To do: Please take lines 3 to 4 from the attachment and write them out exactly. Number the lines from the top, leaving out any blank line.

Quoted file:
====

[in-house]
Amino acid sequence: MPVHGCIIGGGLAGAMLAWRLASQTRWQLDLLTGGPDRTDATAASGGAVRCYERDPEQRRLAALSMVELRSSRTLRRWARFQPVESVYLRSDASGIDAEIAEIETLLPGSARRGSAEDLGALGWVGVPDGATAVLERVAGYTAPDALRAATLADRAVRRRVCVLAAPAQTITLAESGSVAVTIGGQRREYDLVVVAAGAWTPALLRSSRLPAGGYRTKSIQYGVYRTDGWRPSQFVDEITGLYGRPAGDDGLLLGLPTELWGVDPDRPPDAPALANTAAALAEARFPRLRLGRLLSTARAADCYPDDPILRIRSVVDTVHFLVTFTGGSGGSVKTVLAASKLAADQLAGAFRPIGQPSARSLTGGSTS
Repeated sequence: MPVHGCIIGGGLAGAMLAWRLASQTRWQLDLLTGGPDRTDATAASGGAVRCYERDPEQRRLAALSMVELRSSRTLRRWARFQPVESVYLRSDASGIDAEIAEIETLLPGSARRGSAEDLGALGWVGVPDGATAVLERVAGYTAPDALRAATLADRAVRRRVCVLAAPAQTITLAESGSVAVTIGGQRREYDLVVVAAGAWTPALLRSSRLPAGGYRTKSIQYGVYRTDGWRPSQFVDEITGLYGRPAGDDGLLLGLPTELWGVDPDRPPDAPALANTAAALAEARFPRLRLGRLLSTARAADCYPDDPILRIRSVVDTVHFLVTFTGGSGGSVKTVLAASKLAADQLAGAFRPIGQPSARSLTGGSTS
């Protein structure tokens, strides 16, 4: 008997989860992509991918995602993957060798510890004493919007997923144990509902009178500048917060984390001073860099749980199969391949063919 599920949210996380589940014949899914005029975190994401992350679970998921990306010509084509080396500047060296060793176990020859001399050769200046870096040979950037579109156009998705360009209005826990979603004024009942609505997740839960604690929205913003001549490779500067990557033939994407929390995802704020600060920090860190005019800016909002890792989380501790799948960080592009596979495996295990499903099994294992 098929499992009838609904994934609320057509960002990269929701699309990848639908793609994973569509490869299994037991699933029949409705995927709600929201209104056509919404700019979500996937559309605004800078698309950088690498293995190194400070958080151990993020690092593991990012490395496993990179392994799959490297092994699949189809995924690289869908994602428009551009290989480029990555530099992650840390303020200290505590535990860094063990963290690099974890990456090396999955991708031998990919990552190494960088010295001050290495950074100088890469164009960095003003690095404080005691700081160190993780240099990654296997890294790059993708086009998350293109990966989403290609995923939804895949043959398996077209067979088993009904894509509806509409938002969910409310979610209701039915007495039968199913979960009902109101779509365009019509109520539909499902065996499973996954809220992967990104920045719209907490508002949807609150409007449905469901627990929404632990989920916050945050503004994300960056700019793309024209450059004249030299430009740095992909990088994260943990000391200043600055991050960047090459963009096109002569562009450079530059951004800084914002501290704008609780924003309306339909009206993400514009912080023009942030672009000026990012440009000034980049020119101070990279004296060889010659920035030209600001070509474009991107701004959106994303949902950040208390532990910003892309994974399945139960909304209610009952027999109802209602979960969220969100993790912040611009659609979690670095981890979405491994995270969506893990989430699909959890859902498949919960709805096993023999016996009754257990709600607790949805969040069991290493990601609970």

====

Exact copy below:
Repeated sequence: MPVHGCIIGGGLAGAMLAWRLASQTRWQLDLLTGGPDRTDATAASGGAVRCYERDPEQRRLAALSMVELRSSRTLRRWARFQPVESVYLRSDASGIDAEIAEIETLLPGSARRGSAEDLGALGWVGVPDGATAVLERVAGYTAPDALRAATLADRAVRRRVCVLAAPAQTITLAESGSVAVTIGGQRREYDLVVVAAGAWTPALLRSSRLPAGGYRTKSIQYGVYRTDGWRPSQFVDEITGLYGRPAGDDGLLLGLPTELWGVDPDRPPDAPALANTAAALAEARFPRLRLGRLLSTARAADCYPDDPILRIRSVVDTVHFLVTFTGGSGGSVKTVLAASKLAADQLAGAFRPIGQPSARSLTGGSTS
């Protein structure tokens, strides 16, 4: 008997989860992509991918995602993957060798510890004493919007997923144990509902009178500048917060984390001073860099749980199969391949063919 599920949210996380589940014949899914005029975190994401992350679970998921990306010509084509080396500047060296060793176990020859001399050769200046870096040979950037579109156009998705360009209005826990979603004024009942609505997740839960604690929205913003001549490779500067990557033939994407929390995802704020600060920090860190005019800016909002890792989380501790799948960080592009596979495996295990499903099994294992 098929499992009838609904994934609320057509960002990269929701699309990848639908793609994973569509490869299994037991699933029949409705995927709600929201209104056509919404700019979500996937559309605004800078698309950088690498293995190194400070958080151990993020690092593991990012490395496993990179392994799959490297092994699949189809995924690289869908994602428009551009290989480029990555530099992650840390303020200290505590535990860094063990963290690099974890990456090396999955991708031998990919990552190494960088010295001050290495950074100088890469164009960095003003690095404080005691700081160190993780240099990654296997890294790059993708086009998350293109990966989403290609995923939804895949043959398996077209067979088993009904894509509806509409938002969910409310979610209701039915007495039968199913979960009902109101779509365009019509109520539909499902065996499973996954809220992967990104920045719209907490508002949807609150409007449905469901627990929404632990989920916050945050503004994300960056700019793309024209450059004249030299430009740095992909990088994260943990000391200043600055991050960047090459963009096109002569562009450079530059951004800084914002501290704008609780924003309306339909009206993400514009912080023009942030672009000026990012440009000034980049020119101070990279004296060889010659920035030209600001070509474009991107701004959106994303949902950040208390532990910003892309994974399945139960909304209610009952027999109802209602979960969220969100993790912040611009659609979690670095981890979405491994995270969506893990989430699909959890859902498949919960709805096993023999016996009754257990709600607790949805969040069991290493990601609970």